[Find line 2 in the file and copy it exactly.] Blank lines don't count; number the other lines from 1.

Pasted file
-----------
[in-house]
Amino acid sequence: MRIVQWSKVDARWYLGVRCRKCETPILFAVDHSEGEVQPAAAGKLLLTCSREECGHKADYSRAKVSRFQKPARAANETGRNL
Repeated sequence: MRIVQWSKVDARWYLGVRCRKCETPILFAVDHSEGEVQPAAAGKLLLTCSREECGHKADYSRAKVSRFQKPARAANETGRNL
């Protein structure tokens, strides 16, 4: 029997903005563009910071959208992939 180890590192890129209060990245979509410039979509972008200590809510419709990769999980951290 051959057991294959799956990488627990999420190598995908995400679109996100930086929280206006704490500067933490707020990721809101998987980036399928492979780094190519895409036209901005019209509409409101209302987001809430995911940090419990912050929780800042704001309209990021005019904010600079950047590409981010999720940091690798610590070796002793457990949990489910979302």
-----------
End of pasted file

Amino acid sequence: MRIVQWSKVDARWYLGVRCRKCETPILFAVDHSEGEVQPAAAGKLLLTCSREECGHKADYSRAKVSRFQKPARAANETGRNL